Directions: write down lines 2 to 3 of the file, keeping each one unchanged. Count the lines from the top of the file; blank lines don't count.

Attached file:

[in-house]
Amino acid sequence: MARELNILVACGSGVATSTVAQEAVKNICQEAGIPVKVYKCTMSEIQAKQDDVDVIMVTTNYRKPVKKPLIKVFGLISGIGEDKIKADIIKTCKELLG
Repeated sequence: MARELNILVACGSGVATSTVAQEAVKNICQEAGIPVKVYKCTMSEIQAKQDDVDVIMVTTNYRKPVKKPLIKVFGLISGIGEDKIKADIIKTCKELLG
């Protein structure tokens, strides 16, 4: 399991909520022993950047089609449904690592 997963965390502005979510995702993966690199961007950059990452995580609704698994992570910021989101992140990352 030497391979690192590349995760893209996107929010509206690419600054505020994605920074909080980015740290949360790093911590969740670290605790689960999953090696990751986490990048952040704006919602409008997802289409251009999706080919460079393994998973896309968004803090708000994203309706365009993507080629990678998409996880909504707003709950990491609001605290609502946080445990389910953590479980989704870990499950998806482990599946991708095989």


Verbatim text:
Amino acid sequence: MARELNILVACGSGVATSTVAQEAVKNICQEAGIPVKVYKCTMSEIQAKQDDVDVIMVTTNYRKPVKKPLIKVFGLISGIGEDKIKADIIKTCKELLG
Repeated sequence: MARELNILVACGSGVATSTVAQEAVKNICQEAGIPVKVYKCTMSEIQAKQDDVDVIMVTTNYRKPVKKPLIKVFGLISGIGEDKIKADIIKTCKELLG